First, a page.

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Pope Francis: Catholics shouldn't breed 'like rabbits'

Pope Francis says Catholics should not feel they have to breed "like rabbits" because of the Church's ban on contraception.

Pope Francis speaks to journalists on his flight back from Manila to Rome. Credit: Reuters

He said there were "many ways that are allowed" to practice natural family planning, adding that the Church promoted "responsible parenthood".

Speaking during his flight back from Manila to Rome following the end of his week-long Asia trip, Pope Francis said: "Some think, excuse me if I use the word, that in order to be good Catholics, we have to be like rabbits - but no."

He discussed the case of a woman he met who had already had seven children by caesarean sections and had put her life at risk.

He said he berated her for "tempting God", adding that it was an "irresponsibility".

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Record crowd of up to 7m for Pope Manila address

Crowds in Manila wave to the Pope as he passes by. Credit: Reuters

Pope Francis concluded his trip to Asia on Sunday with an open-air Mass for a rain-drenched crowd in Manila that the Vatican and the government said drew up to seven million people, the largest ever for a papal event.

Vatican spokesman Father Federico Lombardi said that if the predicted figure of six-to-seven million attendees was correct, it would be the "largest event in the history of the popes".

Pope John Paul drew some five million in a visit to the same area in 1995.

The 78-year-old current incumbent, wearing a transparent yellow poncho over his white cassock, was driven through the ecstatic crowd in his "popemobile".

In his homily, he attacked the Filipino government's population control efforts, and urged the nation to shun "social structures which perpetuate poverty, ignorance and corruption".

Up to six million people attend mass with Pope Francis

Huge crowds converged on a Manila park to see Pope Francis wrap up his Asian trip with an outdoor Mass expected to draw one of the largest crowds in Philippine history.

Pope Francis. Credit: Reuters

Organisers say as many as six million people may attend the afternoon service at Manila's Rizal Park, more than the some five million who flocked to a Mass by Pope John Paul 20 years ago in Asia's largest Catholic country.

Up to six million people attend mass with Pope Francis. Credit: Reuters

Faithful began arriving at the sprawling park on Saturday night to get good places and police expect the crowd to flow over into surrounding areas. About a dozen people were injured in a minor stampede when people rushed to get into the park, Johnny Yu of the Manila city disaster office said in a radio interview.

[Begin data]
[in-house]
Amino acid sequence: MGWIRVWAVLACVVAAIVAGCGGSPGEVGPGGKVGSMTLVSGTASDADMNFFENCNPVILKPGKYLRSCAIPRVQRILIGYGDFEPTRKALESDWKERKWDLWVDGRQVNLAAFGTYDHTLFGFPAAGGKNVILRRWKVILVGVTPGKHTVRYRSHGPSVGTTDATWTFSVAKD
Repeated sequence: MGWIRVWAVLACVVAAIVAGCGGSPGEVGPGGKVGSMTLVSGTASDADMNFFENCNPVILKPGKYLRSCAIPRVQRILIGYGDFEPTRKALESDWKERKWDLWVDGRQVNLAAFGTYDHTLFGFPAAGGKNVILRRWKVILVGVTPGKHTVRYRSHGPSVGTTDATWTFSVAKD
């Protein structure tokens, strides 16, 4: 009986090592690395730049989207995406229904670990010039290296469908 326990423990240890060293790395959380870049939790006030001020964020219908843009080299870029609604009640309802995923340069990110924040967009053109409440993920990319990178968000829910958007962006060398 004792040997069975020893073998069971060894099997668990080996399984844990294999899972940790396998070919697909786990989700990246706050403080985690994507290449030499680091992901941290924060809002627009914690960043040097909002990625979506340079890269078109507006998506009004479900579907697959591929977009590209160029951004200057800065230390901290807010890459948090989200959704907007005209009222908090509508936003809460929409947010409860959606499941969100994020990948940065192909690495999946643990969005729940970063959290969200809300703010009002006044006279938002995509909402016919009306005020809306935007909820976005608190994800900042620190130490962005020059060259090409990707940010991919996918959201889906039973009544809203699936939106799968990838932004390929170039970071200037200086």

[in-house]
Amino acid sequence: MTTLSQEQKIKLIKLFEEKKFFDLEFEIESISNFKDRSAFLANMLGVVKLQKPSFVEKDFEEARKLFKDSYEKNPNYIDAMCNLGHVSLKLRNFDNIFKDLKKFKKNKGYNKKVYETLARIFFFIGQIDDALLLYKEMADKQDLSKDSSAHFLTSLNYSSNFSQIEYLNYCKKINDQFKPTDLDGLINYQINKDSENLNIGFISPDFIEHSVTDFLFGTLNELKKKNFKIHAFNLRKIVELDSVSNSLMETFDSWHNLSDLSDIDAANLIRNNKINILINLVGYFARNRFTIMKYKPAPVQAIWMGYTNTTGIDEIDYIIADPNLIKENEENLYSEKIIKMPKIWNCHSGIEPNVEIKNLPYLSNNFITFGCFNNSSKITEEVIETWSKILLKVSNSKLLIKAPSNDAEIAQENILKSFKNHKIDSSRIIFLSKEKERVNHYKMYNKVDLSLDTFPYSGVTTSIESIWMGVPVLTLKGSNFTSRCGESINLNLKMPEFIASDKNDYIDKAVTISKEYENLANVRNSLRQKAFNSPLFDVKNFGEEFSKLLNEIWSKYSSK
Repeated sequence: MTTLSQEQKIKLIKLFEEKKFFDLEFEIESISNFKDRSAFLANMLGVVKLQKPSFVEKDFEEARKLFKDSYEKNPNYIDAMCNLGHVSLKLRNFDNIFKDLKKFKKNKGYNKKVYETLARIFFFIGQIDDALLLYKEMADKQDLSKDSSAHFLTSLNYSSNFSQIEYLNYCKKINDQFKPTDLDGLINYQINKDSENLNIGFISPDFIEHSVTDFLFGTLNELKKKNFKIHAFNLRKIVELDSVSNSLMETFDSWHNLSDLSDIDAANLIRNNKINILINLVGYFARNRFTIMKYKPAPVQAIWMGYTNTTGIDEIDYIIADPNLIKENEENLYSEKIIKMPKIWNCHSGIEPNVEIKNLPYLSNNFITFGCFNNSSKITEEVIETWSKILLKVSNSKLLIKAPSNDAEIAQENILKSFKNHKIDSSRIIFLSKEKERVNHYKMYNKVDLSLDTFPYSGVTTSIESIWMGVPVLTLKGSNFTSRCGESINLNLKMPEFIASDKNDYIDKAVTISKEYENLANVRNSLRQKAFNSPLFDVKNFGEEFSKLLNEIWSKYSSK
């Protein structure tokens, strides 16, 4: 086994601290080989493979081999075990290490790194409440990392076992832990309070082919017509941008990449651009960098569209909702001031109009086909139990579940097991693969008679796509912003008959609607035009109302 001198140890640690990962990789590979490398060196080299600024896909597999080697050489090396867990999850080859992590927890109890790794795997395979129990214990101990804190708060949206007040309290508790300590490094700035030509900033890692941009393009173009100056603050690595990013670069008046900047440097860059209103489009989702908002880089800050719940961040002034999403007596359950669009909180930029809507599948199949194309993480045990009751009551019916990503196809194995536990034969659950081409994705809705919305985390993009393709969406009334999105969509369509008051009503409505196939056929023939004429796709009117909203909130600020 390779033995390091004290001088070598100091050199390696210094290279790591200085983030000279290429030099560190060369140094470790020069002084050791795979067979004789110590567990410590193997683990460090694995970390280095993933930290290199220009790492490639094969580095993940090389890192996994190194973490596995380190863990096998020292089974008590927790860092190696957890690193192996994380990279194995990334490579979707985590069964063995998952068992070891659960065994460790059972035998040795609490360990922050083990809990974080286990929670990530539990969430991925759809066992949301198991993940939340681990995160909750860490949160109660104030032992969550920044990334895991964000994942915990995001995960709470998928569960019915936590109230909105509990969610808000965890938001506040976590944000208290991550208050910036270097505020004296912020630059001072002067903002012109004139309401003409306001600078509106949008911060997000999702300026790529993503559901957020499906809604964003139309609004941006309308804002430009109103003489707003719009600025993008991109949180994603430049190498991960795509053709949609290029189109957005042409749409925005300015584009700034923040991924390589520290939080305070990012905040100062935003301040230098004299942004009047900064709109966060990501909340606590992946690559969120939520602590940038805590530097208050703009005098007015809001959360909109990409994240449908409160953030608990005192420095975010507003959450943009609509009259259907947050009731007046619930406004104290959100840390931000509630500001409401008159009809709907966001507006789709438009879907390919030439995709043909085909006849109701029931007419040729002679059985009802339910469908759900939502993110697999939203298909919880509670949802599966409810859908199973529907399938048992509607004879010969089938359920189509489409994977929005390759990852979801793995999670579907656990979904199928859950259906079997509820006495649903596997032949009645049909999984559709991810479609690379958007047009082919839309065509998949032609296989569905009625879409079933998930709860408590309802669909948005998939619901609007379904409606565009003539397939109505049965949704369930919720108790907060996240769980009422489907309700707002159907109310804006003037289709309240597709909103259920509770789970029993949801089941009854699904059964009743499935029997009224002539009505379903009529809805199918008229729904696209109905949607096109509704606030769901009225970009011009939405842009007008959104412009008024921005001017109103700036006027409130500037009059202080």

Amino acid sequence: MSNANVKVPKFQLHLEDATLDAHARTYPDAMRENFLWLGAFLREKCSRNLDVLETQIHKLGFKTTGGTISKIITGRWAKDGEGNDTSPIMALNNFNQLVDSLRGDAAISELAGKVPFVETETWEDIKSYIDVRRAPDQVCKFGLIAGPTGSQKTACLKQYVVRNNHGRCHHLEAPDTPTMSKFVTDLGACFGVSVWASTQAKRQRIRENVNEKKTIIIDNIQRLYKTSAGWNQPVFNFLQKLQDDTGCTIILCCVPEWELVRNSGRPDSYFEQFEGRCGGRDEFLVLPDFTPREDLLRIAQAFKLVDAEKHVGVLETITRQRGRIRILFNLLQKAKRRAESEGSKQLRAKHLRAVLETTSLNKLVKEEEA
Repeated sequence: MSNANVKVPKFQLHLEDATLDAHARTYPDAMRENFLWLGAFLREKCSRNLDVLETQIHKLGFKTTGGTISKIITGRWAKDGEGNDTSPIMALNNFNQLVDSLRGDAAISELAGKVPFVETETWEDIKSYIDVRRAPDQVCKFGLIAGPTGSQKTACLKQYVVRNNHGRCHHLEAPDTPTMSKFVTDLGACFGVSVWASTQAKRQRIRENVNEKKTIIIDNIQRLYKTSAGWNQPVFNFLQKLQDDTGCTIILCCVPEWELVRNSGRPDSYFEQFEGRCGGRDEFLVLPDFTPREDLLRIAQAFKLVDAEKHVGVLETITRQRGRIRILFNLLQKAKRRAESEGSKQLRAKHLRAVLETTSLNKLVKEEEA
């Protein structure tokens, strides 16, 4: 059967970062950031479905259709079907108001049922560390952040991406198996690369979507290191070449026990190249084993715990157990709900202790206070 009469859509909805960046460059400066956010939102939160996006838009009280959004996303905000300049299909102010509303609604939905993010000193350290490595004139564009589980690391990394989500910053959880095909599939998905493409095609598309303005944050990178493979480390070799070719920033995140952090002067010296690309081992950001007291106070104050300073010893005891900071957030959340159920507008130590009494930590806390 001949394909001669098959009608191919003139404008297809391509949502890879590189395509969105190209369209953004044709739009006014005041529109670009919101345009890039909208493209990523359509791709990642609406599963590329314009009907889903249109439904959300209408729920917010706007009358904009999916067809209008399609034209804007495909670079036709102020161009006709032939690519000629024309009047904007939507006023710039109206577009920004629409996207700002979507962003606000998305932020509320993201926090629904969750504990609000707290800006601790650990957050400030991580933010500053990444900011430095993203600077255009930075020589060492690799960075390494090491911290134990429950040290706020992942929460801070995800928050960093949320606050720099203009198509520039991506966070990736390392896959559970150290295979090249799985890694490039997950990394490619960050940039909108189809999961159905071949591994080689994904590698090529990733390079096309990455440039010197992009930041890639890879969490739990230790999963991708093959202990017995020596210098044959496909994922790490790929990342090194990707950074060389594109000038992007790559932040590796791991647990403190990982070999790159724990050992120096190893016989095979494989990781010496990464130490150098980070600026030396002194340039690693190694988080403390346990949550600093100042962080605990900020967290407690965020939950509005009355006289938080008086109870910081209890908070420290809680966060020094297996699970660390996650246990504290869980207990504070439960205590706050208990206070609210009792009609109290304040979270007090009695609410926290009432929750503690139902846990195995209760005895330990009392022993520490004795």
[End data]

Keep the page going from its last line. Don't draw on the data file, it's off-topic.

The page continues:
Pope Francis forced to end visit to Philippines early

Pope Francis was forced to end his visit to the Philippines early, after a fierce storm hit the city of Tacloban, just over a year since Typhoon Haiyan devastated the region.

Thousands of people braved the wind and rain to attend a mass, only for it to be cut short.

ITV News correspondent Richard Morgan reports:

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Scaffolding kills woman after Pope church visit

Pope Francis arriving at the service where the woman died. Credit: Reuters

A woman has died after being hit by scaffolding following a mass celebrated by Pope Francis in the central Philippine city of Tacloban.

The 27-year-old was a volunteer with Catholic Relief Services and was among about 150,000 people who attended the rain-drenched religious ceremonies close to Tacloban's seaside airport, police said.

Local media reported the scaffolding was used as a loudspeaker platform and was toppled by a sudden gust of wind.

Vatican spokesman the Rev Federico Lombardi said the Pope was informed of the woman's death after returning to Manila.

Francis asked his aides "to investigate how he could show his own suffering in solidarity with the (woman's) family", Mr Lombardi said.

He cut short his visit to Tacloban because of an approaching storm that brought rain and strong winds to the city.

Philippines plane overshoots runway after Pope visit

The plane is seen after overshooting the runway today. Credit: AP

A plane carrying Filipino government officials overshot the runway at Tacloban airport after the Pope was forced to cut short his visit to the country due to storms.

The Associated Press news agency reports that no-one was injured in the incident.

In his visit to the region hit by last year's devastating Typhoon Haiyan, Pope Francis told worshippers: "When I saw from Rome that catastrophe, I felt that I had to be here. On those very days I decided to come here.

"I am here to be with you. Perhaps a little late, I have to say, but I am here," he said.

Pictures: Pope delivers mass in heavy rain and high winds

Pope Francis began a Mass near Tacloban airport wearing a transparent yellow poncho over his vestments as heavy rain and strong winds lashed a large crowd of worshippers, who stood amid puddles in a mud-soaked field.

Pope Francis (R), in a rain poncho, attends during a Mass near Tacloban airport Credit: Reuters
Pope delivers mass amid heavy rain and high winds. Credit: Reuters
Pilgrims brave rain and strong wind as they wait at Tacloban airport. Credit: Reuters

Speaking at the presidential palace on Friday, the Pope admired the "heroic strength, faith and resilience" shown by the Philippines as well as the solidarity people demonstrated after the typhoon.

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